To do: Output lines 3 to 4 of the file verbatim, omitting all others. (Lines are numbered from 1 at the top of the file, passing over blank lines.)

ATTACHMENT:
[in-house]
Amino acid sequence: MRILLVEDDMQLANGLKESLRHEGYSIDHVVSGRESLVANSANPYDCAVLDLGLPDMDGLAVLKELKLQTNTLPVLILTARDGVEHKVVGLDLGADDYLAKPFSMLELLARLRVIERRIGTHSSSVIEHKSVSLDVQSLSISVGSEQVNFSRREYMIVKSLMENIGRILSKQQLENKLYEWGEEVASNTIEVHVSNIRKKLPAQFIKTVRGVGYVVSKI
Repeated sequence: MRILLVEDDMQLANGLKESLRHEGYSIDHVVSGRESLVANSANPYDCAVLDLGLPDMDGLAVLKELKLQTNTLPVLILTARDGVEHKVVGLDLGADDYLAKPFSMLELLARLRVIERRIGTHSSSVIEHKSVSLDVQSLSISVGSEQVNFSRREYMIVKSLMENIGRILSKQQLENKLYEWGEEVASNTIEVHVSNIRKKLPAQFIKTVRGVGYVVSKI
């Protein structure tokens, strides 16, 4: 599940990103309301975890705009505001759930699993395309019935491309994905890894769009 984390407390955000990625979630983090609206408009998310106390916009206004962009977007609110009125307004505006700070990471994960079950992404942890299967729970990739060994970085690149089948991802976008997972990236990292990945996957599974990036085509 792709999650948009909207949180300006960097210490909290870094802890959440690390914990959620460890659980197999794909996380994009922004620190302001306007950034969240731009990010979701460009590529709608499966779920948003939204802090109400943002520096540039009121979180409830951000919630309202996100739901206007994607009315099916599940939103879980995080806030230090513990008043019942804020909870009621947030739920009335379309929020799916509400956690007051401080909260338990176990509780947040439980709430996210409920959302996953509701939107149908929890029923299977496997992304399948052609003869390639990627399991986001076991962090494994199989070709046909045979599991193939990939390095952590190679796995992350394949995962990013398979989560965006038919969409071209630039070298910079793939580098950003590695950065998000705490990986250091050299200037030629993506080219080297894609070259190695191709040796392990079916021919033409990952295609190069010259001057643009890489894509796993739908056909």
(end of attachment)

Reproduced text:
Repeated sequence: MRILLVEDDMQLANGLKESLRHEGYSIDHVVSGRESLVANSANPYDCAVLDLGLPDMDGLAVLKELKLQTNTLPVLILTARDGVEHKVVGLDLGADDYLAKPFSMLELLARLRVIERRIGTHSSSVIEHKSVSLDVQSLSISVGSEQVNFSRREYMIVKSLMENIGRILSKQQLENKLYEWGEEVASNTIEVHVSNIRKKLPAQFIKTVRGVGYVVSKI
């Protein structure tokens, strides 16, 4: 599940990103309301975890705009505001759930699993395309019935491309994905890894769009 984390407390955000990625979630983090609206408009998310106390916009206004962009977007609110009125307004505006700070990471994960079950992404942890299967729970990739060994970085690149089948991802976008997972990236990292990945996957599974990036085509 792709999650948009909207949180300006960097210490909290870094802890959440690390914990959620460890659980197999794909996380994009922004620190302001306007950034969240731009990010979701460009590529709608499966779920948003939204802090109400943002520096540039009121979180409830951000919630309202996100739901206007994607009315099916599940939103879980995080806030230090513990008043019942804020909870009621947030739920009335379309929020799916509400956690007051401080909260338990176990509780947040439980709430996210409920959302996953509701939107149908929890029923299977496997992304399948052609003869390639990627399991986001076991962090494994199989070709046909045979599991193939990939390095952590190679796995992350394949995962990013398979989560965006038919969409071209630039070298910079793939580098950003590695950065998000705490990986250091050299200037030629993506080219080297894609070259190695191709040796392990079916021919033409990952295609190069010259001057643009890489894509796993739908056909």